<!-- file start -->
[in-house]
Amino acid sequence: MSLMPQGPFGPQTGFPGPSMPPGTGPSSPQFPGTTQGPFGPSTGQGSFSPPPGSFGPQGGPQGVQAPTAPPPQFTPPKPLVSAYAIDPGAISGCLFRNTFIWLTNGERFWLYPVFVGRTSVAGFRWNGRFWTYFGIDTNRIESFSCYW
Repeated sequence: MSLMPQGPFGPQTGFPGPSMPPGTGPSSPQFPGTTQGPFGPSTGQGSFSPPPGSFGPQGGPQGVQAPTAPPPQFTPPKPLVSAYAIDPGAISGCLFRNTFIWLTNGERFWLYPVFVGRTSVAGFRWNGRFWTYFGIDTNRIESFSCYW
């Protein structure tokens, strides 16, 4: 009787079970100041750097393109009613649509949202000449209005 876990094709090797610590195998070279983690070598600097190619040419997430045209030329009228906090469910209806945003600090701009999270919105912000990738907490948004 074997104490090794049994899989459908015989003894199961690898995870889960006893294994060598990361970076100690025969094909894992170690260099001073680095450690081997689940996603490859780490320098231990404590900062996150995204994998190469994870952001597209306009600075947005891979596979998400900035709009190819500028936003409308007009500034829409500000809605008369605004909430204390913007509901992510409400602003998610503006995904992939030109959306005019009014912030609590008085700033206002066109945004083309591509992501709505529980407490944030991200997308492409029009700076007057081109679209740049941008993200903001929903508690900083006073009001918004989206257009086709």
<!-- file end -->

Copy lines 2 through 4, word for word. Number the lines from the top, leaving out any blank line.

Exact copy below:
Amino acid sequence: MSLMPQGPFGPQTGFPGPSMPPGTGPSSPQFPGTTQGPFGPSTGQGSFSPPPGSFGPQGGPQGVQAPTAPPPQFTPPKPLVSAYAIDPGAISGCLFRNTFIWLTNGERFWLYPVFVGRTSVAGFRWNGRFWTYFGIDTNRIESFSCYW
Repeated sequence: MSLMPQGPFGPQTGFPGPSMPPGTGPSSPQFPGTTQGPFGPSTGQGSFSPPPGSFGPQGGPQGVQAPTAPPPQFTPPKPLVSAYAIDPGAISGCLFRNTFIWLTNGERFWLYPVFVGRTSVAGFRWNGRFWTYFGIDTNRIESFSCYW
């Protein structure tokens, strides 16, 4: 009787079970100041750097393109009613649509949202000449209005 876990094709090797610590195998070279983690070598600097190619040419997430045209030329009228906090469910209806945003600090701009999270919105912000990738907490948004 074997104490090794049994899989459908015989003894199961690898995870889960006893294994060598990361970076100690025969094909894992170690260099001073680095450690081997689940996603490859780490320098231990404590900062996150995204994998190469994870952001597209306009600075947005891979596979998400900035709009190819500028936003409308007009500034829409500000809605008369605004909430204390913007509901992510409400602003998610503006995904992939030109959306005019009014912030609590008085700033206002066109945004083309591509992501709505529980407490944030991200997308492409029009700076007057081109679209740049941008993200903001929903508690900083006073009001918004989206257009086709």